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Matthew Taylor and 21st Century Enlightenment

Matthew Taylor is the RSA’s Chief Executive, and in this animation video he explores how the idea of 21st Century Enlightenment could help us meet today’s challenges.

As this video sums up many of the concerns of this website, we’ve decided to feature it on our home page.

RSA Animate – 21st Century Enlightenment
http://youtu.be/AC7ANGMy0yo

Don’t tell others about your goal setting!

Our goal setting is supposed to gain more power if we write our goals down. And it is conventional wisdom that, if we tell someone else we are further motivated to achieve them. However, “Entrepreneur, programmer, avid student of life” Derek Sivers suggests that nearly a century of psychological research shows it is better to keep your goals to yourself.

Derek Sivers: Keep your goals to yourself
http://youtu.be/NHopJHSlVo4

Why do we reach 40 and experience midlife crisis?

Founder of MindValley.com, Vishen Lakhiani, suggests that most people today are caught up in achieving what he calls “means goals”, rather than “ends goals”. As a result we are obsessed with day to day concerns, and suddenly reach our forties dissatisfied with where life has brought us.

The 3 Most Important Questions to Ask Yourself
http://youtu.be/f8eU5Pc-y0g

In this video, he reflects on the midlife crisis and offers a practical exercise to help us work out what each individual is really meant to do with his/her life.

(To download the PDF goal setting sheet, go to the YouTube address above.)

You can also sign up for the Finer Minds Newsletter, which gives you “unlimited access to life-changing tools and techniques, transformational personal growth guides and inspirational articles from the hottest authors on the planet” at http://www.finerminds.com/welcome-to-mindvalley.

Andrew Hamilton poses questions on how we treat others

Consulting Editor of Eureka Street, Andrew Hamilton, invites us to ask some hard questions of ourselves in the wake of an Australian election campaign in which the two parties capable of achieving government offered only a race to the bottom, appealing overwhelmingly to the baser aspects of human nature. He wonders how we will act, when faced with the increasing economic stresses brought on by an aging population and other strains on resources.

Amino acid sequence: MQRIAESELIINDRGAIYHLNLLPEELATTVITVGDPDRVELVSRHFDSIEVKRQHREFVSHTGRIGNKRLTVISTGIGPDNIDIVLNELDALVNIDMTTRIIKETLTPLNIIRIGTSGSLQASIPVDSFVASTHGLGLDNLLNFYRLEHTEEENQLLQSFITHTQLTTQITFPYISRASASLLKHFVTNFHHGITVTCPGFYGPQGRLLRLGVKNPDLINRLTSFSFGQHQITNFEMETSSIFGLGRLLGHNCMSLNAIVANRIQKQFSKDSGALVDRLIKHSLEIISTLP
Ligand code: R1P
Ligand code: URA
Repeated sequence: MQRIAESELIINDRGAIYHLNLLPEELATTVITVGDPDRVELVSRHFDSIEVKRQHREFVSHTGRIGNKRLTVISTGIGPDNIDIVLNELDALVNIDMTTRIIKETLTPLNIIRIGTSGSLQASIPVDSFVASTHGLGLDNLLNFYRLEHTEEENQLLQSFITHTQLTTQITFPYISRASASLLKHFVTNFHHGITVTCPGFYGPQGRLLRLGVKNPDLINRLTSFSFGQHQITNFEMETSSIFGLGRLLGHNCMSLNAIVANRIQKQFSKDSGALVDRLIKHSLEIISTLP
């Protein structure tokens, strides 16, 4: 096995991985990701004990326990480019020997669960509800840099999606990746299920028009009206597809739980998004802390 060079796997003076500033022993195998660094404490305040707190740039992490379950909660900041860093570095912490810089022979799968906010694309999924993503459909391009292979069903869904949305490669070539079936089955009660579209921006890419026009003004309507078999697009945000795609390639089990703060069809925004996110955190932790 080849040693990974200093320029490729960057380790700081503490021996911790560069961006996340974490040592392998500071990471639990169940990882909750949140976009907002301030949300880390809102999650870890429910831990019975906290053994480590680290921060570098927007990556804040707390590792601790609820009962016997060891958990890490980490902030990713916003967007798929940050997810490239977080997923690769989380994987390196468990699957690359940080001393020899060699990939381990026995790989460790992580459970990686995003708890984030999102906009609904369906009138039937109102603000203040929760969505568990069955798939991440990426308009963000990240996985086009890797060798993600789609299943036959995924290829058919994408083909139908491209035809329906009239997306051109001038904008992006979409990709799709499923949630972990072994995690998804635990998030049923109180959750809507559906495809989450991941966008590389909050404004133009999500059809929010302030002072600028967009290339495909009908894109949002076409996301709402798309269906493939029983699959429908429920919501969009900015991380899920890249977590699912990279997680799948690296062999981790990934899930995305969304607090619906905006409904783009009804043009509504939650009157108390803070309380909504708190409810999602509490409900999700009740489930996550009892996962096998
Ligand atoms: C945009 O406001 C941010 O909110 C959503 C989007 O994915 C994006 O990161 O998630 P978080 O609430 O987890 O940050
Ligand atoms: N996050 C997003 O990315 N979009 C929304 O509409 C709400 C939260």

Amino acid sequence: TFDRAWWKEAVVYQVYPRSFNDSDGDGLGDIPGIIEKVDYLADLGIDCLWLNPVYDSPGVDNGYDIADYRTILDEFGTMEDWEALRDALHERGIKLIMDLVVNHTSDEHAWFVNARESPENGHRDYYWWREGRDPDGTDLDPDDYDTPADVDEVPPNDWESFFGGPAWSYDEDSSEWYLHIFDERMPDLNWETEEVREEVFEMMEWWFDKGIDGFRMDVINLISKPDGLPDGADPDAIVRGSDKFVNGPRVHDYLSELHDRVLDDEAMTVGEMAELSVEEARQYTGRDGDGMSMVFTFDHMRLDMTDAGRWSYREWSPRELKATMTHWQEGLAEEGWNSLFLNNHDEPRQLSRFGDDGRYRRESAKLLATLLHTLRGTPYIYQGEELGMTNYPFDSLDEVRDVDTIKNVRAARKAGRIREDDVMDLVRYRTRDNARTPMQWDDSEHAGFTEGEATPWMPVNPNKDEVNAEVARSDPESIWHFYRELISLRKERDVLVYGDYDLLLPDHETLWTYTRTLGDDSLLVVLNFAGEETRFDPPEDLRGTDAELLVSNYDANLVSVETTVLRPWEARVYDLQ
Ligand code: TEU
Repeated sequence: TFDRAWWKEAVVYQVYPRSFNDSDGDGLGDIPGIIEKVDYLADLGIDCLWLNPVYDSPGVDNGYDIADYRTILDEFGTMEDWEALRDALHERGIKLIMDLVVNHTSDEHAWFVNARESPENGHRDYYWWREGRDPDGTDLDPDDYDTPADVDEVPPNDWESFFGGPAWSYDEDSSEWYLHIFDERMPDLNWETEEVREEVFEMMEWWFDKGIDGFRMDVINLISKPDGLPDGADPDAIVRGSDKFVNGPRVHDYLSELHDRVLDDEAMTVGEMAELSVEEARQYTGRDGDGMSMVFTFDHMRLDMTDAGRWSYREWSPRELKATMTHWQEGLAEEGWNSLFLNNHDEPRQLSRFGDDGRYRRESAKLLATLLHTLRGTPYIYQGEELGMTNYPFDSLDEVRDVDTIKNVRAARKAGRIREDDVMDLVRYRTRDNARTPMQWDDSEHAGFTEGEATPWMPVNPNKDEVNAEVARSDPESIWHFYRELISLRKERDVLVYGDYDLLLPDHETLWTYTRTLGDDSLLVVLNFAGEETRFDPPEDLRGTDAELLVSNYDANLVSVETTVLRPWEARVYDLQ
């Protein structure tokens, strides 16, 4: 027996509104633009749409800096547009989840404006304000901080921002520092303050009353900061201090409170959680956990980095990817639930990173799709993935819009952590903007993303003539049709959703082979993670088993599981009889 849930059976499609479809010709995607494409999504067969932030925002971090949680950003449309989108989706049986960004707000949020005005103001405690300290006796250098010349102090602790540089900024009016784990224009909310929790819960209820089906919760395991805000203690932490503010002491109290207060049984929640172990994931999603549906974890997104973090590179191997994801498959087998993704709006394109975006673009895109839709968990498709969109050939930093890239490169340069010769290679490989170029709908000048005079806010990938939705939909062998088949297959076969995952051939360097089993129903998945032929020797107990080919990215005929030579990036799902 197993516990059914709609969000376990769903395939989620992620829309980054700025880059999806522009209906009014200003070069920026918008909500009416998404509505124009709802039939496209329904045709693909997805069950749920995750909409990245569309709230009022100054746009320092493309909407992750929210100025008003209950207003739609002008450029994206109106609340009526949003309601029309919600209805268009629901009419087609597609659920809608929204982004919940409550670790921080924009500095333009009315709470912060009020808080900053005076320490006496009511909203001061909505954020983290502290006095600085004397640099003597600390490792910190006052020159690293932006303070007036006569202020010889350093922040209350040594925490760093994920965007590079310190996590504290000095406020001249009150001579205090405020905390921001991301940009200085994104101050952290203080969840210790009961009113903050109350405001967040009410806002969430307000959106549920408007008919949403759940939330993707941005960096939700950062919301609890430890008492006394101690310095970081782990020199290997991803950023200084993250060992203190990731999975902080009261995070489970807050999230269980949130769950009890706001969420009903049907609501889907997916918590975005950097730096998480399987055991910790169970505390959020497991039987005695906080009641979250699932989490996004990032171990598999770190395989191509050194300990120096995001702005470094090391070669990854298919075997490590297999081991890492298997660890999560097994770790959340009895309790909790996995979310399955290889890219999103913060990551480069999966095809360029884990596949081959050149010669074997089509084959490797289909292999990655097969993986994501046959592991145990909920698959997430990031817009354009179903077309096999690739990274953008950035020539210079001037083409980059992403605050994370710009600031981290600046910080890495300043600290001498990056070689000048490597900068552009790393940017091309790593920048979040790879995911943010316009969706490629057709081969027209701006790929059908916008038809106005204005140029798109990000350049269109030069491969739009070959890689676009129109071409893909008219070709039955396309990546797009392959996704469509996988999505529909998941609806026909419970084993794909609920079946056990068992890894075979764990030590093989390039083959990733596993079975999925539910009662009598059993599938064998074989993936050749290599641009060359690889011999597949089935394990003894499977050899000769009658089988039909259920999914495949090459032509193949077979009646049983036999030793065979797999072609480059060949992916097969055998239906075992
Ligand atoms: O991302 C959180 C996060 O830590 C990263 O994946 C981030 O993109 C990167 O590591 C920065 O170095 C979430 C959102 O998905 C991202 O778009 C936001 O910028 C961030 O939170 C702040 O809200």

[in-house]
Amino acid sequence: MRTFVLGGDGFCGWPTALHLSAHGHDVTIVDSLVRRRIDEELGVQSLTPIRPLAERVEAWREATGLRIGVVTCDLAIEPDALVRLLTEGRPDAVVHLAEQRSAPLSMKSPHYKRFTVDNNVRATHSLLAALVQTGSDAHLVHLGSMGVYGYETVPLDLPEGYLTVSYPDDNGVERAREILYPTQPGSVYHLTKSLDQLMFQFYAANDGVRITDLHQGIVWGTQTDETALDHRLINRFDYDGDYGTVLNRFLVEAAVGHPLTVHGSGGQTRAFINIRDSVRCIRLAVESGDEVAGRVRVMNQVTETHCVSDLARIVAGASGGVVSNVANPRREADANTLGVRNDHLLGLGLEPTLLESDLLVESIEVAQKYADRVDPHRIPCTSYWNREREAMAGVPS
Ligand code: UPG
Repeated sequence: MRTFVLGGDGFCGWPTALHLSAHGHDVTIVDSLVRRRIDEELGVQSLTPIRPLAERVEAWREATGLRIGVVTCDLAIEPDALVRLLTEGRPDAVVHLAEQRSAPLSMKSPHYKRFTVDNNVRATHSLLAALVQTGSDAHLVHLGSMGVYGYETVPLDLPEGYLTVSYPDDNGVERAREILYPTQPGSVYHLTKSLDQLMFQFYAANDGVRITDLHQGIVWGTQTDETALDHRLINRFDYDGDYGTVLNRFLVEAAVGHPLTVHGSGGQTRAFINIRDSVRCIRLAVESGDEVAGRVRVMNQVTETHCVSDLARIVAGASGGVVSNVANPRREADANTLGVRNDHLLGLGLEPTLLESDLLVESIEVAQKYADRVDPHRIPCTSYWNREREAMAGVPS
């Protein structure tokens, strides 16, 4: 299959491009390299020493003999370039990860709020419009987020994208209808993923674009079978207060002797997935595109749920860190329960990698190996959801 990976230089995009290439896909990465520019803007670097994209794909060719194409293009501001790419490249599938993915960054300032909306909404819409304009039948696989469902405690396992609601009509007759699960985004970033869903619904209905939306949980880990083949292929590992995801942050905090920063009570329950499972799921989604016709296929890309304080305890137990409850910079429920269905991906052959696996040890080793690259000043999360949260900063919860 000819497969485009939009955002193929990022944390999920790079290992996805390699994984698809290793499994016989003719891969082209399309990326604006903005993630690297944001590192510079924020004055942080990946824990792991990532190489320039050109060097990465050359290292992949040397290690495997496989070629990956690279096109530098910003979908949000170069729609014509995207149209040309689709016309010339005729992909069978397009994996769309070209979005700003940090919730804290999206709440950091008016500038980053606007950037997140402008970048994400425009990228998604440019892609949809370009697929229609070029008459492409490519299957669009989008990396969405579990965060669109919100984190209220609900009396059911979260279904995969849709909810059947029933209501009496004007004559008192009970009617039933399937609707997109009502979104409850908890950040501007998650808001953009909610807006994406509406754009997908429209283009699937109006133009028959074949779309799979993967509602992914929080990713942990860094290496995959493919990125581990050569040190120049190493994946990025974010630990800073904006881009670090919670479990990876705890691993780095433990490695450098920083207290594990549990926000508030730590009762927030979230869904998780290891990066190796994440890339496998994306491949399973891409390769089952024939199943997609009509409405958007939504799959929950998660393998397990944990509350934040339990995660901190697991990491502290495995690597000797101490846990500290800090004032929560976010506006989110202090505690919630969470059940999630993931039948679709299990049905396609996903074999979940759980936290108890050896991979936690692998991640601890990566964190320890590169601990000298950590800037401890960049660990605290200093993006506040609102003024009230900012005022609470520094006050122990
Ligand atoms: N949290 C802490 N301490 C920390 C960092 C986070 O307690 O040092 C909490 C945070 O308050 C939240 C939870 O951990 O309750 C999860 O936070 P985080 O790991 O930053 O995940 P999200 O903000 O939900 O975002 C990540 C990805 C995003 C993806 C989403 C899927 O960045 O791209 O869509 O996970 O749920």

“In coming years we might expect the categories of those excluded from the claims of our shared humanity to become broader. They will include other unpopular, excluded and disadvantaged people within the community. The ageing of the population, the pressure on revenue and the expectation that we shall continue to enjoy the same wealth and services as before will mean that governments will be unable to meet all their commitments.

It is natural for governments in such circumstances to cut the support it gives to the disadvantaged, whether they be Indigenous communities, unemployed or addicted. This is easier when the sense of a shared humanity is weak. They can then be portrayed as other than us, and their claim to a shared humanity to be diminished by such qualities we attribute to them as laziness, addiction, innate stupidity and antisocial tendencies. Their support will then be measured, not by their need as human beings, but by their lesser status. It can be measured out to them as a gift conditioned by compliance with whatever conditions we impose on them.”

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